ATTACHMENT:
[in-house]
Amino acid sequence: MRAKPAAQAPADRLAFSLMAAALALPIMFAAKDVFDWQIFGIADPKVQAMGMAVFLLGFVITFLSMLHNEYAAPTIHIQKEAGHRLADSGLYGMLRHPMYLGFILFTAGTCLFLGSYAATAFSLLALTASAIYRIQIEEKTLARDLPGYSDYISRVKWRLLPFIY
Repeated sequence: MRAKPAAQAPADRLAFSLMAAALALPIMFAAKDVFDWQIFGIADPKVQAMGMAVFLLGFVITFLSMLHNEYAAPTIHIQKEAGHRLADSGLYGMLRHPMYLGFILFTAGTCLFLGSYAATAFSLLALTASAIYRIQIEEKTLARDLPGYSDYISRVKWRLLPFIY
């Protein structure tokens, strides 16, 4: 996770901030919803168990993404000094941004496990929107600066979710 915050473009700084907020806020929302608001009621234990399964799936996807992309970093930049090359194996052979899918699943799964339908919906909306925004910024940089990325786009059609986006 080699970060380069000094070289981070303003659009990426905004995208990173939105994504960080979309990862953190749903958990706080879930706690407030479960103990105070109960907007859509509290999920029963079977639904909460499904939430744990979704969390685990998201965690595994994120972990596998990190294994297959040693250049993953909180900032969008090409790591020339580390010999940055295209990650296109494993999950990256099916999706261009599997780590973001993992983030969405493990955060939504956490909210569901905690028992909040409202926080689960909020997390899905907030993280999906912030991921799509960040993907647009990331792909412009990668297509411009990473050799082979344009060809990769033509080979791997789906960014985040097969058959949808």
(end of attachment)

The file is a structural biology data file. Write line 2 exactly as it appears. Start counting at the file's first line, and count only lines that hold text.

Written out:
Amino acid sequence: MRAKPAAQAPADRLAFSLMAAALALPIMFAAKDVFDWQIFGIADPKVQAMGMAVFLLGFVITFLSMLHNEYAAPTIHIQKEAGHRLADSGLYGMLRHPMYLGFILFTAGTCLFLGSYAATAFSLLALTASAIYRIQIEEKTLARDLPGYSDYISRVKWRLLPFIY